Business

Economy
2:31 pm
Mon December 23, 2013

The President And A Majority of Americans Want A Minimum Wage Hike

Originally published on Tue December 24, 2013 11:16 am

Transcript

ROBERT SIEGEL, HOST:

Here's a number for you: 725. That's the minimum hourly wage in the United States, as set by the federal government. It hasn't budged in four-and-a-half years. President Obama is pushing to increase it. Some state and local governments are doing that on their own. As 2013 draws to a close, we're hearing about the year in numbers

Today, NPR's Scott Horsley on 725.

SCOTT HORSLEY, BYLINE: 725 is a number that Mary Coleman knows all too well.

MARY COLEMAN: I work at Popeye's here in Milwaukee. I make $7.25 an hour.

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Economy
2:29 pm
Mon December 23, 2013

1.3 Million Americans Prepare For Life After Unemployment Checks

Originally published on Thu December 26, 2013 8:52 pm

Transcript

ROBERT SIEGEL, HOST:

From NPR News, this is ALL THINGS CONSIDERED. I'm Robert Siegel.

American economic numbers have been stronger lately. Consumer spending rose in November, according to the Commerce Department today. Last week, there were strong growth numbers and unemployment in November sank to a five-year low, seven percent. For many Americans that is not reassuring. We'll hear in this segment about those who are still not working and those making minimum wage.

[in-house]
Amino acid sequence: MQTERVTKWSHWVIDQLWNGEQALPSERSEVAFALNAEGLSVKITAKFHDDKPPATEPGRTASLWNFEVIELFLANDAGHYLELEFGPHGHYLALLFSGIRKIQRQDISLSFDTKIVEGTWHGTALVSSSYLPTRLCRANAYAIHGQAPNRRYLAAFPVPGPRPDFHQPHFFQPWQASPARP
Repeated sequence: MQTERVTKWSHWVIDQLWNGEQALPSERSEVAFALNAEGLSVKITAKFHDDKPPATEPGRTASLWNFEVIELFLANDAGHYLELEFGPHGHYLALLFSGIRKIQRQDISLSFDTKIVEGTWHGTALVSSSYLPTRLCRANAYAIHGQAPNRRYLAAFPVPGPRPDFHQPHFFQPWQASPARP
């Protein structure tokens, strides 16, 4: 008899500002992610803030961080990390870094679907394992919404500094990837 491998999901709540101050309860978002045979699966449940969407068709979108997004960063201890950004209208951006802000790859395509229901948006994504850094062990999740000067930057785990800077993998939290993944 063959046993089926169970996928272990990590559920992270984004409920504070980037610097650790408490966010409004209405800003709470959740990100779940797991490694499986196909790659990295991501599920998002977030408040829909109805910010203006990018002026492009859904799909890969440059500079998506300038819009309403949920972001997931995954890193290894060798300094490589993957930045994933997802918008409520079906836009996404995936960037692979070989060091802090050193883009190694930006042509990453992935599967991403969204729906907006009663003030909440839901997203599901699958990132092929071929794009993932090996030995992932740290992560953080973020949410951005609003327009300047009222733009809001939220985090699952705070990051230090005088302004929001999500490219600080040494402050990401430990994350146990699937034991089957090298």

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Health Care
2:22 pm
Mon December 23, 2013

Insurers Dismayed Over Obamacare Rule Changes

Originally published on Mon December 23, 2013 3:56 pm

At the last minute, the Obama administration gave consumers more time to sign up for health insurance starting Jan. 1. People will now have until the end of Christmas Eve, giving them an additional day. The administration hopes a late surge of enrollments will boost numbers, which have lagged far behind expectations. The insurance industry is hoping the same thing. But it is also expressing dismay over recent changes to the law that allow some people to opt out of the individual mandate or purchase plans otherwise prohibited under the law.

Planet Money
1:43 am
Mon December 23, 2013

A Locked Door, A Secret Meeting And The Birth Of The Fed

J.P. Morgan: Not a pussycat.
Hulton Archive Getty Images

Originally published on Mon December 23, 2013 10:01 am

In 1907, the U.S. economy was in the grip of a financial crisis. Unemployment was up. The stock market was down.

People started panicking. They were lining up overnight to pull their money out of healthy banks. This can be deadly for an economy: Healthy banks have to shut down, businesses can't get credit, they lay people off, and the economy gets worse.